Film director D.A Pennebaker in 1995 (Photo by David Corio/Michael Ochs Archive/Getty Images)
Film director D.A Pennebaker in 1995 (Photo by David Corio/Michael Ochs Archive/Getty Images)
By Carl Caminetti / August 3, 2019 6:07 pm

D. A. Pennebaker, the first documentary filmmaker to receive a lifetime achievement Oscar, has died at the age of 94 The Hollywood Reporter has reported.

Pennebaker might be best-known for his work capturing Bob Dylan on his 1965 tour of England in the film Don’t Look Back. His career started in 1953, with the film Daybreak Express, a short movie about the Third Avenue elevated subway station in Manhattan that was to be demolished a short time later. Pennebaker followed up his work with Dylan with the documentary of Dylan’s return to England a year later in 1966 with Eat the Document. The movie contains one of the most famous scenes in rock and roll history, when a fan at the Manchester Free Trade Hall concert, angered with Dylan going electric, shouted “Judas” at the singer-songwriter.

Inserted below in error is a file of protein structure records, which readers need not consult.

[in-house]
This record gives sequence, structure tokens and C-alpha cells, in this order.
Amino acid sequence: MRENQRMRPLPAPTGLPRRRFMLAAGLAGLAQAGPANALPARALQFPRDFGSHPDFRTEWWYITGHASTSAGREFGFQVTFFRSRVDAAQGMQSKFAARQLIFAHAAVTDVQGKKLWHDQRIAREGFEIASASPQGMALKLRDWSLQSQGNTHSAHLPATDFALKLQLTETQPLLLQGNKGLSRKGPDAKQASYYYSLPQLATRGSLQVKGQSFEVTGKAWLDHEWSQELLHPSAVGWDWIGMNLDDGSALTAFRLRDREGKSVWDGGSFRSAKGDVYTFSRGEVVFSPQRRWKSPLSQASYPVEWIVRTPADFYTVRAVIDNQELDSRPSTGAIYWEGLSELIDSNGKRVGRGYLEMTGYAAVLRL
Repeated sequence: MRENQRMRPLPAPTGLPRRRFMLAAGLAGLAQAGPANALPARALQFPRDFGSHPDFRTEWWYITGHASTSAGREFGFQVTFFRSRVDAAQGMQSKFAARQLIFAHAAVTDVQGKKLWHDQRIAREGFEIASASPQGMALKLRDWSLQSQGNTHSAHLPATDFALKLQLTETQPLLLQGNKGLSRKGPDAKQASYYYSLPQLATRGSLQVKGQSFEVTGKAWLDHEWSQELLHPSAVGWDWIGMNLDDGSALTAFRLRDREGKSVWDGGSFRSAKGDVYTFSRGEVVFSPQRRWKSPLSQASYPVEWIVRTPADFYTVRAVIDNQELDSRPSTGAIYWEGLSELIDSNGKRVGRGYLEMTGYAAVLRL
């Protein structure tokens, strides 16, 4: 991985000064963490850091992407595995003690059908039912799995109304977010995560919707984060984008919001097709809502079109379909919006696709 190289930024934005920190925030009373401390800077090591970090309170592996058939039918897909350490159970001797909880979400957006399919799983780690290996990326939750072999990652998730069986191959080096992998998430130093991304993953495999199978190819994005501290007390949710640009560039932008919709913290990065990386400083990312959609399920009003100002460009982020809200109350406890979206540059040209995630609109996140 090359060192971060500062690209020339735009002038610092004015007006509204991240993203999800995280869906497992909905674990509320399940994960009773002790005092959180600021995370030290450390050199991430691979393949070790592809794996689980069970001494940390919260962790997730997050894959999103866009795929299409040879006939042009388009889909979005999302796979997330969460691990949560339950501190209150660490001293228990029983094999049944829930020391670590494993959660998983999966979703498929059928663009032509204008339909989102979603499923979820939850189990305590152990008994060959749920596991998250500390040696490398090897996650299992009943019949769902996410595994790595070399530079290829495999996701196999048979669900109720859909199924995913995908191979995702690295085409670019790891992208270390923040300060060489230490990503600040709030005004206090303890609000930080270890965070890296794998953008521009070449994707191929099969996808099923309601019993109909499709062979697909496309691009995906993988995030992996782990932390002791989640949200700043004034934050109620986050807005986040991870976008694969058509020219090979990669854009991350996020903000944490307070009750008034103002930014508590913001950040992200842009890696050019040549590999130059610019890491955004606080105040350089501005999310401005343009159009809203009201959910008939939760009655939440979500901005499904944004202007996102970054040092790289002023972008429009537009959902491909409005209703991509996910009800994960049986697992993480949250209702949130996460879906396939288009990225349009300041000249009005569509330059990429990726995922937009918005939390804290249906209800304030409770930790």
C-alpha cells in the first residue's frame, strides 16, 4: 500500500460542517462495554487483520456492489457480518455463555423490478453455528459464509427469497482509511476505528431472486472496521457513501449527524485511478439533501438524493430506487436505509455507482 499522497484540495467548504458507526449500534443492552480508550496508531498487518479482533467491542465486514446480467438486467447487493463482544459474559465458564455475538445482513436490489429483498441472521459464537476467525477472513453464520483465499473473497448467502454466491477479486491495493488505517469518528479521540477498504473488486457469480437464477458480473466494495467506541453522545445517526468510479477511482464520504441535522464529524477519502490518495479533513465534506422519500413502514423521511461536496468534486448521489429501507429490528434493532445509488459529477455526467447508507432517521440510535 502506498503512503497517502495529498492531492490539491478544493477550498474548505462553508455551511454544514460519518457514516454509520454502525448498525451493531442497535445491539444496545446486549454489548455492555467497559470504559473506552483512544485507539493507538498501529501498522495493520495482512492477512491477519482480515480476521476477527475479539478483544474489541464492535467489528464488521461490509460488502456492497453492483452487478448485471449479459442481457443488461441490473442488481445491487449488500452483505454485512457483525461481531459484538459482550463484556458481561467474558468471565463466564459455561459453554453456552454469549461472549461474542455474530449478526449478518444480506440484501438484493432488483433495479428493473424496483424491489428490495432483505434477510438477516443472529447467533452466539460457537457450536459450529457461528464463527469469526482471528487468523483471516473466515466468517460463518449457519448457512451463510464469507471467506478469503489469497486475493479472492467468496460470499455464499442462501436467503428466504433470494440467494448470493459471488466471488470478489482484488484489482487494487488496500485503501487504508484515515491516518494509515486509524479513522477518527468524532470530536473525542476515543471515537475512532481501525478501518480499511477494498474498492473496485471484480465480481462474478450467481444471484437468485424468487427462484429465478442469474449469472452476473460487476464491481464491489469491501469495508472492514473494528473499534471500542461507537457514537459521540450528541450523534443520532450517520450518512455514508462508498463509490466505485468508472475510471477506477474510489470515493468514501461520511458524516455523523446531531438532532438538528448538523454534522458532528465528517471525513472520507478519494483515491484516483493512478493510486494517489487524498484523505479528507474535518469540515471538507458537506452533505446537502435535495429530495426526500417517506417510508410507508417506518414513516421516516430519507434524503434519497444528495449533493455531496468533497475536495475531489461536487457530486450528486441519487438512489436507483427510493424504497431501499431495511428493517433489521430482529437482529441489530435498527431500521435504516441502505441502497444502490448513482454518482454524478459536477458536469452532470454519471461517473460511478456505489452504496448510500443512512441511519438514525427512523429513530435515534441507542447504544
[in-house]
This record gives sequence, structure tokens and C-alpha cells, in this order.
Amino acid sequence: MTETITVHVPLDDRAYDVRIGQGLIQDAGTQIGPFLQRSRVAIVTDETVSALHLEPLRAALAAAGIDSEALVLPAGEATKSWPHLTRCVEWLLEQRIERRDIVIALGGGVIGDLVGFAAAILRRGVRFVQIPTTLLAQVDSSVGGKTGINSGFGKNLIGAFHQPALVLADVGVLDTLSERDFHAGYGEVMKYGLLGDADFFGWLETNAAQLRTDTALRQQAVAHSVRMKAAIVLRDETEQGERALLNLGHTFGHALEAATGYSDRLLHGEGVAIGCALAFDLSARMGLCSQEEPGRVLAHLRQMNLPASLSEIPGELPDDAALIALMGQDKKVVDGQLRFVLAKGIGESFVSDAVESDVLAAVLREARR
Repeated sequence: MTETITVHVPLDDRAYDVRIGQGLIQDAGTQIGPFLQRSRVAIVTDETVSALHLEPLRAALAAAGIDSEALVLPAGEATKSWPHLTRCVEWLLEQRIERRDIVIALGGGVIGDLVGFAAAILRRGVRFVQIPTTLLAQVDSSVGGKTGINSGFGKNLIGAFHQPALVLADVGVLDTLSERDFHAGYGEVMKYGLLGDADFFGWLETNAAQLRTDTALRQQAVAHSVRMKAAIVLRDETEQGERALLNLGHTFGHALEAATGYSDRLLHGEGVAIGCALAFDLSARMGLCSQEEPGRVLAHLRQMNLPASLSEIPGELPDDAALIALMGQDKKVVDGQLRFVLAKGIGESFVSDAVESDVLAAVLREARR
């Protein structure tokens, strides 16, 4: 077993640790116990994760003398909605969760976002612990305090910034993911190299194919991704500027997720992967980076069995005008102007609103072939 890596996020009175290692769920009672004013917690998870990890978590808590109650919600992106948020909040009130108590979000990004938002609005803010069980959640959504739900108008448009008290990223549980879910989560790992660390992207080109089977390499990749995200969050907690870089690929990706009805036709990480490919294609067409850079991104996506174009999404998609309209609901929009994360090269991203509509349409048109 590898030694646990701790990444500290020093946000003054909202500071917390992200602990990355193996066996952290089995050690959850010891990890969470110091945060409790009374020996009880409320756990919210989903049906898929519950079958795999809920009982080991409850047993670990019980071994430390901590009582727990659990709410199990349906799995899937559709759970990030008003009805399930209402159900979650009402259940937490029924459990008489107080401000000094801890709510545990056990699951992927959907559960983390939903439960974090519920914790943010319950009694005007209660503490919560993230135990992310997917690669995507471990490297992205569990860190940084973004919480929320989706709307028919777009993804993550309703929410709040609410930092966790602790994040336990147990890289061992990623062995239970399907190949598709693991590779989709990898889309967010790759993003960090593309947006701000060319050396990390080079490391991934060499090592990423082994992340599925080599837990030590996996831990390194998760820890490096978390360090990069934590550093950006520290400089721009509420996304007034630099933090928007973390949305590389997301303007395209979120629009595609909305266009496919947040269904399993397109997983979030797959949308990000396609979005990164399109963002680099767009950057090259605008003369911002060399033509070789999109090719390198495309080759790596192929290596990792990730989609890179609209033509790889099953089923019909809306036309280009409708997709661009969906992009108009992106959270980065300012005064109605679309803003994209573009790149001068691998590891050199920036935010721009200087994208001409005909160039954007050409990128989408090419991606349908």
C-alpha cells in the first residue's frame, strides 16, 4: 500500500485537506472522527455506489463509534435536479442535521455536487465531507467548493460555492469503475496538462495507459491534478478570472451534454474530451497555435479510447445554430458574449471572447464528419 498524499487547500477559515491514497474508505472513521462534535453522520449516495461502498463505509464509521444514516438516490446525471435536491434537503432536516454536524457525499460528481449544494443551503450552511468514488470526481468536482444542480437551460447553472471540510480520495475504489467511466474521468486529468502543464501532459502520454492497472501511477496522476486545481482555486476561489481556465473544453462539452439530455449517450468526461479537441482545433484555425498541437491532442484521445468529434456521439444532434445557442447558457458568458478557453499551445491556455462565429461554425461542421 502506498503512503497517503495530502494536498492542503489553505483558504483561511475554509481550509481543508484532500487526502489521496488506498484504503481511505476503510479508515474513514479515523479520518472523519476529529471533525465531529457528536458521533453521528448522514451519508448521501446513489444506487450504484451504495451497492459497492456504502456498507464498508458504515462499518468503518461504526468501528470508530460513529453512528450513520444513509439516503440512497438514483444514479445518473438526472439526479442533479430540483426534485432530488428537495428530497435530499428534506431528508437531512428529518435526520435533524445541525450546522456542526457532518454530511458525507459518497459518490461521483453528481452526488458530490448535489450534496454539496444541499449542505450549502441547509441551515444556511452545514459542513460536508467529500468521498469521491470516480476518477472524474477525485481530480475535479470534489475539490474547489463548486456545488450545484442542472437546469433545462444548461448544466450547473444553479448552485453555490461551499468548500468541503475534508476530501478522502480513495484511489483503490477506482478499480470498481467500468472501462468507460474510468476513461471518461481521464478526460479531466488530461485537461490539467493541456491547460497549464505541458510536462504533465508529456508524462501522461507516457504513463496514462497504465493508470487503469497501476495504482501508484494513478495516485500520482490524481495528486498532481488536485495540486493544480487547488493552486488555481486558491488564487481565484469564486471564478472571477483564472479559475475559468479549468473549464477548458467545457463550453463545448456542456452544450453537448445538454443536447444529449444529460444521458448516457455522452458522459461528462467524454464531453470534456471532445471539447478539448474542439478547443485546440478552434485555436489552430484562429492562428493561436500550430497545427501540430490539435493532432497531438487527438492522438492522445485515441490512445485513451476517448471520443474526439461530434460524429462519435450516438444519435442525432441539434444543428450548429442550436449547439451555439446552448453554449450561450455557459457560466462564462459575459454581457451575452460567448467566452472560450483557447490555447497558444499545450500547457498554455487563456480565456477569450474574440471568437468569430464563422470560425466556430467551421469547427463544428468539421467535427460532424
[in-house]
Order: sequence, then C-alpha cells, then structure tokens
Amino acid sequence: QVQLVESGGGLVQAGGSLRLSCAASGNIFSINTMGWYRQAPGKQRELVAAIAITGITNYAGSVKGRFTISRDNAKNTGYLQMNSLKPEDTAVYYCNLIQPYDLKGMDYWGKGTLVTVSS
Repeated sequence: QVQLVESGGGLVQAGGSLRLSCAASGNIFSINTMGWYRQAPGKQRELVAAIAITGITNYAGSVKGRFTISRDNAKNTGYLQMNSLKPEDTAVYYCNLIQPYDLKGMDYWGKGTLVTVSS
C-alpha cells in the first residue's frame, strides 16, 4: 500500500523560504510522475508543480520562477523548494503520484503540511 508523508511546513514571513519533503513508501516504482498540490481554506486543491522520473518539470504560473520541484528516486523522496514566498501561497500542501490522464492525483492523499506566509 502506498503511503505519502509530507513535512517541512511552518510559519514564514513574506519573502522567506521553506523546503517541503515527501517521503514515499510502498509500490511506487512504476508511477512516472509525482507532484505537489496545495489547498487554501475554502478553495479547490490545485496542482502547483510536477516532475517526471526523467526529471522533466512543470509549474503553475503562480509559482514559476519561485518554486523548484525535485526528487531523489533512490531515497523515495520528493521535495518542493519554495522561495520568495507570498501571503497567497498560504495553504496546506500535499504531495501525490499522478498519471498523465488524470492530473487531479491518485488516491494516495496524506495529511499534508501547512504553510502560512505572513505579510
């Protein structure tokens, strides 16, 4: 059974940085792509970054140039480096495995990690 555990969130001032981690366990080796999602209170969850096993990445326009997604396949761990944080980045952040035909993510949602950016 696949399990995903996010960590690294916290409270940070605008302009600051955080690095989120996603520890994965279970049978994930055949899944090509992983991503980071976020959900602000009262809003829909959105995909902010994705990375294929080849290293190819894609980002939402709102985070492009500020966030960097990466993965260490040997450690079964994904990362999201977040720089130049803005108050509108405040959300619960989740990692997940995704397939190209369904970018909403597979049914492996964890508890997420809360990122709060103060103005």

Pennebaker was able to capture some of the other most iconic music moments in the second-half of the 200th century, including 1968’s Monterey Pop, which captured performances from the 1967 Monterey Pop Festival, including the Who, Janis Joplin, Jimi Hendrix and Otis Redding. Pennebaker also shot David Bowie in his Ziggy Stardust phase, Alice Cooper and the Plastic Ono Band in 1969.

In 1993, The War Room, co-directed with his spouse Chris Hegedus, gave an inside look into the team that helped Bill Clinton win the 1992 presidential election, and was nominated for Best Documentary Feature at the Oscars in 1994.

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